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Money Matters - The Annual Allowance. "Tax relief"

View profile for Daniel Elkington
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After the success of the last five ‘money basics’ articles we are continuing this theme with a series of articles on focused subjects. The next five will be covering the overly complex subject of pensions in a little more detail.

Last week we discussed drawdown contracts under the new Flexi-Access Drawdown rules, this week we will cover off the Annual Allowance.

What is it?

There are two allowances as regards paying into pensions, the Annual Limit and the Annual Allowance.

The annual allowance is currently £40K a year, and you can use the previous three year’s annual allowance if you have not used them, so this year you can pay in up to £160K. Well, because they have changed the rules around input periods so they align with the tax year-end you can get away with a bit more than that, but for this year only.

The annual limit means the most you can pay into a pension is equivalent to 100% of your relevant UK earnings. There is a whole list of what constitutes relevant UK earnings, but dividends and pensions in payment do not count.

A company can make a payment on your behalf (tax deductible) up to any limit – but if it is over the annual allowance then a tax charge will apply.

As with most things to do with pensions, it is never that straightforward, there are some huge planning opportunities for pension contributions next year.

And one more thing…

If you’ve started to take money from your pensions since April 2015 then you’ve probably triggered something called the Money Purchase Annual Allowance, which means your allowance has fallen down to £10,000 a year. This was supposed to fall to £4K as part of the budget in spring 2017, but they forgot to put it in the finance bill this year.

So what’s this limit about?

Essentially, these limits apply to tax relief. If you pay in £100K, have £100K earnings, and have enough annual allowance then you get the equivalent of £40K tax relief - £20K upfront and £20K through an alteration to your coding from HMRC. You would also get your child benefit back if you have children and there are other benefits.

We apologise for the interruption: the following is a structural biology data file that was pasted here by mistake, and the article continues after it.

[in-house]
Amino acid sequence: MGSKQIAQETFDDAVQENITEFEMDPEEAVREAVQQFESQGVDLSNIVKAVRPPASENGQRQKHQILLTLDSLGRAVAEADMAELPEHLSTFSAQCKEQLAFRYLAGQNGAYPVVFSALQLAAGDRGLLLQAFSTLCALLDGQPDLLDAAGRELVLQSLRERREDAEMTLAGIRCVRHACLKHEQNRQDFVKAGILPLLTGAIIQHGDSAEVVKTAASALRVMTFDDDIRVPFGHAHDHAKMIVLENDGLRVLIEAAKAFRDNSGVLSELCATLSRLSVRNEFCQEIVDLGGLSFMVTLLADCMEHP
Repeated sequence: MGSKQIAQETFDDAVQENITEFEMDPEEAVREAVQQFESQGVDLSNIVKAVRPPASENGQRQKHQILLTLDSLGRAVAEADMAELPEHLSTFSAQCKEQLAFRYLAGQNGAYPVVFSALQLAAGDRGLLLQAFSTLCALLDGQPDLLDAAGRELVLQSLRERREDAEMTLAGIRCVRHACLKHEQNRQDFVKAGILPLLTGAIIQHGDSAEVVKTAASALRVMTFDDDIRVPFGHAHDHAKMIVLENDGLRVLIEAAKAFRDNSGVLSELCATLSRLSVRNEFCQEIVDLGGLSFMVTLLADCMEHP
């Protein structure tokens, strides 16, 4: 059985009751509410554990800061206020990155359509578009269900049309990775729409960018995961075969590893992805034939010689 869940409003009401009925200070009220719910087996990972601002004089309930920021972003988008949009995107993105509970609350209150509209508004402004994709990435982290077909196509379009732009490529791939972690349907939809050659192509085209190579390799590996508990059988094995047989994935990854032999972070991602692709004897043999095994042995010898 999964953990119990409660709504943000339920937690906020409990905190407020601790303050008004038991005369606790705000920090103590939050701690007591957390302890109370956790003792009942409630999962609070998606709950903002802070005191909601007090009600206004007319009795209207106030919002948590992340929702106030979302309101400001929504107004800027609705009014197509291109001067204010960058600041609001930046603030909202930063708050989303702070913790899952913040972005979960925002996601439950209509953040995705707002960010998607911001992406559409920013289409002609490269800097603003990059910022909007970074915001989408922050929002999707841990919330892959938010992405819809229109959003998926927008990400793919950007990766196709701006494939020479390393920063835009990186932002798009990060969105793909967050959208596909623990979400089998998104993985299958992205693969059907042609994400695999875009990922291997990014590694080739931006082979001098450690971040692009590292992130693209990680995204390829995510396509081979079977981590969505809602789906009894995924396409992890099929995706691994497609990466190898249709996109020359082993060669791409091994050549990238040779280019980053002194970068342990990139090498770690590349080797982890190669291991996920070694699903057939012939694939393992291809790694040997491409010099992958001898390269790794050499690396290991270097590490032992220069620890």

Most people do not have to worry about the annual allowance in any detail.

However, there are a few cases where average earners do have to worry about it.

Pensions tax planning for normal people

If you have worked for a firm for the past 40 years and are lucky enough to get a golden handshake just in time to retire then your settlement agreement might be over £30K.

You get £30K tax-free in the form of a settlement agreement, however you could get your employer to pay in the remainder directly to your pension and avoid paying tax on this – as long as you have your annual allowance remaining.

Alternatively, if you receive an inheritance and you want to maintain access to the money, but leave it in a location where you do not pay inheritance tax on it yourself – you should consider pensions.

And another thing…

Another limit on the AA is here, that people earning over £110K get assessed and the annual allowance is tapered from  £40K to £10K for those earning between £150K a year and £210K a year.

If you are in that bracket you should really contact your IFA, as the £110K is based on  personal contributions and net income – it might be better to pay larger pension contributions to get under the assessment threshold and pay the annual allowance charge than it would be to get assessed and lose your annual allowance.

What happens if I go over?

If you go over the limit then you have to pay back the tax relief that you were not entitled to – simple.

In some cases, it would make sense to do this.

Say you got a big inheritance of £500K and you wanted to make sure you never paid death tax on it:

Assuming £0 income has been earned (worst-case scenario) you would pay the £500K into a scheme using relief at source, you should then have a gross payment into the scheme of £625,000, and HMRC would take some of that tax relief back. As even low earners get a £3,600 allowance you would still have £500,720 in the pension, and would have saved yourself a potential £200K inheritance tax bill.

Phew...

That was a very brief run through of one of the simpler aspects of pensions and pension contributions.

Next week I will move on the mind-numbing lifetime allowance.

Our in house Independent Financial Advisors can help you with all aspects of financial planning including pensions, investments and inheritance tax planning. If you need any legal advice, please contact the Chattertons’ Wealth Management team at your nearest office.

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